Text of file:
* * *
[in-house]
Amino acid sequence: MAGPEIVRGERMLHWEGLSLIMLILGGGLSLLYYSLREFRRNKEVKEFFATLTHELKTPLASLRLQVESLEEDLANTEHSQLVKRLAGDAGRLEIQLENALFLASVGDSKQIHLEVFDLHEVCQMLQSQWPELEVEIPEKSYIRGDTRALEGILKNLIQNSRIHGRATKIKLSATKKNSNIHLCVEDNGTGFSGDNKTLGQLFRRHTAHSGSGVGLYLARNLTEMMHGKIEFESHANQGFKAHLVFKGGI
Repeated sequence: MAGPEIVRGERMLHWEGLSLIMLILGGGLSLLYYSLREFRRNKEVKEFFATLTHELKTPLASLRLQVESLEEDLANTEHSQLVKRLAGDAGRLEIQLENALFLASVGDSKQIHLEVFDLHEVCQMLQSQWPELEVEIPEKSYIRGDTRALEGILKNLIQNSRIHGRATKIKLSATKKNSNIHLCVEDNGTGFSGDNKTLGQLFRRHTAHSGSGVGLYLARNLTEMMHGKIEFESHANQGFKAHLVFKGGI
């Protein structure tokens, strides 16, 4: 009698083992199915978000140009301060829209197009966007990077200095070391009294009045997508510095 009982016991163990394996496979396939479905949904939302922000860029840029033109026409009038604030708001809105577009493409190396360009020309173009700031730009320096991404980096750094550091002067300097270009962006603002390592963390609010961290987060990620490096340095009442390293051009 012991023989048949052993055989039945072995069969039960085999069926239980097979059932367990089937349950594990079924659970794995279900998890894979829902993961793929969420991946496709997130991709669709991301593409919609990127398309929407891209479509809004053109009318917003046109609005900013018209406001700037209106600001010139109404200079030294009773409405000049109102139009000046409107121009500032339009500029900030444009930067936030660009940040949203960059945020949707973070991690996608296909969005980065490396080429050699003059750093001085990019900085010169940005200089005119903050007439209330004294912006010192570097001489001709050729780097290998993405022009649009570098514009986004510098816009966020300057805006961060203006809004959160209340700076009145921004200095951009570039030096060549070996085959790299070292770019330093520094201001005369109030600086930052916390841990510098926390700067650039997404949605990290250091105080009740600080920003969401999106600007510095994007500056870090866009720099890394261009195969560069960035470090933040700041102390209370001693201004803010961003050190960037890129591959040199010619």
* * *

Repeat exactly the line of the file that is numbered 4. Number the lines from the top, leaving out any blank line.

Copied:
């Protein structure tokens, strides 16, 4: 009698083992199915978000140009301060829209197009966007990077200095070391009294009045997508510095 009982016991163990394996496979396939479905949904939302922000860029840029033109026409009038604030708001809105577009493409190396360009020309173009700031730009320096991404980096750094550091002067300097270009962006603002390592963390609010961290987060990620490096340095009442390293051009 012991023989048949052993055989039945072995069969039960085999069926239980097979059932367990089937349950594990079924659970794995279900998890894979829902993961793929969420991946496709997130991709669709991301593409919609990127398309929407891209479509809004053109009318917003046109609005900013018209406001700037209106600001010139109404200079030294009773409405000049109102139009000046409107121009500032339009500029900030444009930067936030660009940040949203960059945020949707973070991690996608296909969005980065490396080429050699003059750093001085990019900085010169940005200089005119903050007439209330004294912006010192570097001489001709050729780097290998993405022009649009570098514009986004510098816009966020300057805006961060203006809004959160209340700076009145921004200095951009570039030096060549070996085959790299070292770019330093520094201001005369109030600086930052916390841990510098926390700067650039997404949605990290250091105080009740600080920003969401999106600007510095994007500056870090866009720099890394261009195969560069960035470090933040700041102390209370001693201004803010961003050190960037890129591959040199010619």